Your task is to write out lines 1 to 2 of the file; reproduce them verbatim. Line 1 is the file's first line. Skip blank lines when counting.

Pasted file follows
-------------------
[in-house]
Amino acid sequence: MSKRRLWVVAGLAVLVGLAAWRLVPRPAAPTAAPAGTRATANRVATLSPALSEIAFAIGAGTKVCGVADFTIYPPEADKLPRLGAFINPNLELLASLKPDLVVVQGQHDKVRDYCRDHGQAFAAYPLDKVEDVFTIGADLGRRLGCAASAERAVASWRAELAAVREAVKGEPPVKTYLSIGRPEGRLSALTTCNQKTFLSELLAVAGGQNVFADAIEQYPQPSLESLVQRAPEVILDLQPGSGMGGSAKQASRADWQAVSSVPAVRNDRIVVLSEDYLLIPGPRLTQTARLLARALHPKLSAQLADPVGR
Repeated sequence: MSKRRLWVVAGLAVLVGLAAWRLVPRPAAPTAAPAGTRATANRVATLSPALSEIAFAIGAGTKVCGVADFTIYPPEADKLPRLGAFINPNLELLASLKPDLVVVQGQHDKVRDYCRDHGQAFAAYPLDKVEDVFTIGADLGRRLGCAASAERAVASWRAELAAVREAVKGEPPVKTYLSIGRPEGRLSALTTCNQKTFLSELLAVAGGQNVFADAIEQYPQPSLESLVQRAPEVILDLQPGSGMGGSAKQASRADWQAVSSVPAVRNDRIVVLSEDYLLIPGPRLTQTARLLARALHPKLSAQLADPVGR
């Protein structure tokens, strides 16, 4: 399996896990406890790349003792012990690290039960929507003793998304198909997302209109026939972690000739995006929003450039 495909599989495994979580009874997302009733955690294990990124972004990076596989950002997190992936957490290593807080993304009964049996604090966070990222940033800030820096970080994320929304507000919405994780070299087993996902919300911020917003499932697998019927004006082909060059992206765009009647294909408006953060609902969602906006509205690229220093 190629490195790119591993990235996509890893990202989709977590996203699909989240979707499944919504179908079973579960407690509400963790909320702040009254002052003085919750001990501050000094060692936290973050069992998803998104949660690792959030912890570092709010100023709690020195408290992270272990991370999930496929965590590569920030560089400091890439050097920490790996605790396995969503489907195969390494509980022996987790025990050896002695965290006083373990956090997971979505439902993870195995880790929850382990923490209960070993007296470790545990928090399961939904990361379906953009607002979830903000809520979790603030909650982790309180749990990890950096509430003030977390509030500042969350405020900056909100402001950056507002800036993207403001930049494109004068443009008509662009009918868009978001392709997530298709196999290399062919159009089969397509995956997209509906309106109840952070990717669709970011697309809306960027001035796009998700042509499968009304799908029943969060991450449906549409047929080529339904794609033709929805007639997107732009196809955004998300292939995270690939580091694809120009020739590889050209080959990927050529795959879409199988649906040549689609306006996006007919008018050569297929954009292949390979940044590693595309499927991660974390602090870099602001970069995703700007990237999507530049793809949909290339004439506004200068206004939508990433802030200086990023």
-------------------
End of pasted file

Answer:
[in-house]
Amino acid sequence: MSKRRLWVVAGLAVLVGLAAWRLVPRPAAPTAAPAGTRATANRVATLSPALSEIAFAIGAGTKVCGVADFTIYPPEADKLPRLGAFINPNLELLASLKPDLVVVQGQHDKVRDYCRDHGQAFAAYPLDKVEDVFTIGADLGRRLGCAASAERAVASWRAELAAVREAVKGEPPVKTYLSIGRPEGRLSALTTCNQKTFLSELLAVAGGQNVFADAIEQYPQPSLESLVQRAPEVILDLQPGSGMGGSAKQASRADWQAVSSVPAVRNDRIVVLSEDYLLIPGPRLTQTARLLARALHPKLSAQLADPVGR